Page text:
This subsection should define whether there are known positive or negative feedback mechanisms involved and what is understood about their time-course and homeostatic limits? In some cases where feedback processes are measurable and causally linked to the outcome, they should be represented as KEs. However, in most cases these features are expected to predominantly influence the shape of the response-response, time-course, behaviours between selected KEs. For example, if a feedback loop acts as compensatory mechanism that aims to restore homeostasis following initial perturbation of a KE, the feedback loop will directly shape the response-response relationship between the KERs. Given interest in formally identifying these positive or negative feedback, it is recommended that a graphical annotation (page 44) indicating a positive or negative feedback loop is involved in a particular upstream to downstream KE transition (KER) be added to the graphical representation, and that details be provided in this subsection of the KER description (see pages 44-45 of the User Handbook).  More help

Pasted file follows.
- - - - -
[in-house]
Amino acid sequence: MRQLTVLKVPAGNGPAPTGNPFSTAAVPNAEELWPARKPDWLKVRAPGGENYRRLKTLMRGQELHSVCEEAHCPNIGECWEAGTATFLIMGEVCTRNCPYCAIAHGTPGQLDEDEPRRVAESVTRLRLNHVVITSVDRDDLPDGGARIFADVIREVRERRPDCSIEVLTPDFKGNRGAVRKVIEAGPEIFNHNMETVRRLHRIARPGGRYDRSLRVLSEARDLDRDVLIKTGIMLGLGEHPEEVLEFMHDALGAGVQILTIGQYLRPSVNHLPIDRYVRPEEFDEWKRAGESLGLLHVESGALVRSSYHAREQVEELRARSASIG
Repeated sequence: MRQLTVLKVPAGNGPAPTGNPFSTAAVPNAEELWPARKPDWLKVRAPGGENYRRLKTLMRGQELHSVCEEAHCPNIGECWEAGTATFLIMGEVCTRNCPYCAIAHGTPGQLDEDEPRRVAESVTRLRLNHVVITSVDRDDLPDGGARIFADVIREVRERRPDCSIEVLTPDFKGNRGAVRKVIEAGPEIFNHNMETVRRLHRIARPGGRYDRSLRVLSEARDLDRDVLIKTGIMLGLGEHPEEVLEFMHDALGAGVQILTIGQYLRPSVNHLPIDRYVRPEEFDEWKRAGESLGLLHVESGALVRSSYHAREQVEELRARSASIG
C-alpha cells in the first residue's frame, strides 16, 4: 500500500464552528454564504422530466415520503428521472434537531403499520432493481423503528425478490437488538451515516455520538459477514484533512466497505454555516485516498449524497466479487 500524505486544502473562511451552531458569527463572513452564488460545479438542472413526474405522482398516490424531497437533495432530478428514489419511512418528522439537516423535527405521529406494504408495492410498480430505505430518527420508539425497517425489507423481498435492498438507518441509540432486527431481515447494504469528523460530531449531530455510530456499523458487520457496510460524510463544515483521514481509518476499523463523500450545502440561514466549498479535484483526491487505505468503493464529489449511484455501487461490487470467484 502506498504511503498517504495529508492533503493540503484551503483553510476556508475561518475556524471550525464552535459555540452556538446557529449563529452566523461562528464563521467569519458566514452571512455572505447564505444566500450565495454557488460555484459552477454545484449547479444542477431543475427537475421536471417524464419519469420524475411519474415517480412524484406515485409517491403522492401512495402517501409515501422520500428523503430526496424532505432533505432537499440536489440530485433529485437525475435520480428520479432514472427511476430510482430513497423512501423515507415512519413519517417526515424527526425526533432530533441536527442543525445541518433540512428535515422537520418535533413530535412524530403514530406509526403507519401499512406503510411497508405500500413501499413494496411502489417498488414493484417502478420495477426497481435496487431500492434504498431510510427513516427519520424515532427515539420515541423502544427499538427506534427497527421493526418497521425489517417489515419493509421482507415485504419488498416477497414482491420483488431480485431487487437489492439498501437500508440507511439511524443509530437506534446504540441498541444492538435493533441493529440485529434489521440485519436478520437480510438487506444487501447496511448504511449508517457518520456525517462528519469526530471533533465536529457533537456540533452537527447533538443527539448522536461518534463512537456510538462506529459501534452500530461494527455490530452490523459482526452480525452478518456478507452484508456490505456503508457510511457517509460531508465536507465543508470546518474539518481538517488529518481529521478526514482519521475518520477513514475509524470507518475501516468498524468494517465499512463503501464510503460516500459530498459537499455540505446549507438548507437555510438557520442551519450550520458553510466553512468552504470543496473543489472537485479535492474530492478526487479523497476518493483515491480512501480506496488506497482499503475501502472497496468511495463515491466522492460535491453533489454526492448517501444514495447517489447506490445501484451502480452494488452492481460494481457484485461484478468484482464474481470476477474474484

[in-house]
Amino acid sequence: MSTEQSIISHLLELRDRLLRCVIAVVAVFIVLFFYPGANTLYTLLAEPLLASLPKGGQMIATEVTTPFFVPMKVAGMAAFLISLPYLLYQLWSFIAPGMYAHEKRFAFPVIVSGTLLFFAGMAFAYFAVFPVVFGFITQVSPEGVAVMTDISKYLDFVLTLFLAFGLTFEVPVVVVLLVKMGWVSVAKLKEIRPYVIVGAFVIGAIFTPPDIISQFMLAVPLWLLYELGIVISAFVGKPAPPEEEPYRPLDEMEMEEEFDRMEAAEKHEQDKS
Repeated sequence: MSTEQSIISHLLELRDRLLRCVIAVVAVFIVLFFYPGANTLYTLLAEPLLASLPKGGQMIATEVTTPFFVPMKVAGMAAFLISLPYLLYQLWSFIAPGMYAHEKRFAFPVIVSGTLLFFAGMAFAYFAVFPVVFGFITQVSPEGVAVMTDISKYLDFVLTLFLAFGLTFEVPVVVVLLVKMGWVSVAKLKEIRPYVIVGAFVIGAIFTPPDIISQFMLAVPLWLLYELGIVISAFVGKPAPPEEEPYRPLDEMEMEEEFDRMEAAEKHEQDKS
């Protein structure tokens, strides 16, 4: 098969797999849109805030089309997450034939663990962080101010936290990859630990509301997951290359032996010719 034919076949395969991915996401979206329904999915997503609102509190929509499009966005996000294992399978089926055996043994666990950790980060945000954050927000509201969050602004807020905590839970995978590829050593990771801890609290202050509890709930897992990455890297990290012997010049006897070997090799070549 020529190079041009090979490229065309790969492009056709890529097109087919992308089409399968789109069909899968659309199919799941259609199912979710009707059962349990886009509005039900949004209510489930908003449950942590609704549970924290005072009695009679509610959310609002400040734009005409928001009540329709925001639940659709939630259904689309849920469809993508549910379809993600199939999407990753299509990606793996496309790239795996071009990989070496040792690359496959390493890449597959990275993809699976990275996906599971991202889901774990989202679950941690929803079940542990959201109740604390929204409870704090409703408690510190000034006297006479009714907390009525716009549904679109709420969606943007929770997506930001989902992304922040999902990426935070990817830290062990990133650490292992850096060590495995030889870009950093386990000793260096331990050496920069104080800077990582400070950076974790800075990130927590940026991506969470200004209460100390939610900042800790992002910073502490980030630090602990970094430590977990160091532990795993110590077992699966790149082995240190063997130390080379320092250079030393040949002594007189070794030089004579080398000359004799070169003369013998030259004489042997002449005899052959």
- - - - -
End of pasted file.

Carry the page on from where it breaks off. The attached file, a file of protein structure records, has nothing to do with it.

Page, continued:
Domain of Applicability

As for the KEs, there is also a free-text section of the KER description that the developer can use to explain his/her rationale for the structured terms selected with regard to taxonomic, life stage, or sex applicability, or provide a more generalizable or nuanced description of the applicability domain than may be feasible using standardized terms. More help

That alkylation of DNA causes heritable mutations has been demonstrated specifically in flies, fish, and rodents. However, it is assumed that alkylating agents would act broadly on virtually any DNA sequence, in any organism, in any cell type. Thus, as long as the species has male germ cells, this KER would be relevant to that species.


List of the literature that was cited for this KER description using the appropriate format. Ideally, the list of references should conform, to the extent possible, with the OECD Style Guide (OECD, 2015). More help